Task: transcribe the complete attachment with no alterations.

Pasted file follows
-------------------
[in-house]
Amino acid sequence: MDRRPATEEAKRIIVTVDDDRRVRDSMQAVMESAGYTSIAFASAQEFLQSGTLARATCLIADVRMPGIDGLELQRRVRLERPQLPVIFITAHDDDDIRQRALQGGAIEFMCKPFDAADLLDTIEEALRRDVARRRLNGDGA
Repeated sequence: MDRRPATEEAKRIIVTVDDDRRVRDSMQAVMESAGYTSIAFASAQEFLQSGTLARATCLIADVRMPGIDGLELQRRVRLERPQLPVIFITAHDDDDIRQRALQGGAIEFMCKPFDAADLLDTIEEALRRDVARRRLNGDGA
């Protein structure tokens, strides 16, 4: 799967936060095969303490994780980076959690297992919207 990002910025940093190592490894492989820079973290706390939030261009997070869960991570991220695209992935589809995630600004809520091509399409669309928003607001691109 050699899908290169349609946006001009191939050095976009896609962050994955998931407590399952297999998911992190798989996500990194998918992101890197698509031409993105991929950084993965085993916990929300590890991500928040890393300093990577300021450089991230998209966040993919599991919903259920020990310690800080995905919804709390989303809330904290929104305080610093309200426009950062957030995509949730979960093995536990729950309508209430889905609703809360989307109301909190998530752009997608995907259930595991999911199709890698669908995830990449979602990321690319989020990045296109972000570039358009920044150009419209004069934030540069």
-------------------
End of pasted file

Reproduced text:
[in-house]
Amino acid sequence: MDRRPATEEAKRIIVTVDDDRRVRDSMQAVMESAGYTSIAFASAQEFLQSGTLARATCLIADVRMPGIDGLELQRRVRLERPQLPVIFITAHDDDDIRQRALQGGAIEFMCKPFDAADLLDTIEEALRRDVARRRLNGDGA
Repeated sequence: MDRRPATEEAKRIIVTVDDDRRVRDSMQAVMESAGYTSIAFASAQEFLQSGTLARATCLIADVRMPGIDGLELQRRVRLERPQLPVIFITAHDDDDIRQRALQGGAIEFMCKPFDAADLLDTIEEALRRDVARRRLNGDGA
């Protein structure tokens, strides 16, 4: 799967936060095969303490994780980076959690297992919207 990002910025940093190592490894492989820079973290706390939030261009997070869960991570991220695209992935589809995630600004809520091509399409669309928003607001691109 050699899908290169349609946006001009191939050095976009896609962050994955998931407590399952297999998911992190798989996500990194998918992101890197698509031409993105991929950084993965085993916990929300590890991500928040890393300093990577300021450089991230998209966040993919599991919903259920020990310690800080995905919804709390989303809330904290929104305080610093309200426009950062957030995509949730979960093995536990729950309508209430889905609703809360989307109301909190998530752009997608995907259930595991999911199709890698669908995830990449979602990321690319989020990045296109972000570039358009920044150009419209004069934030540069």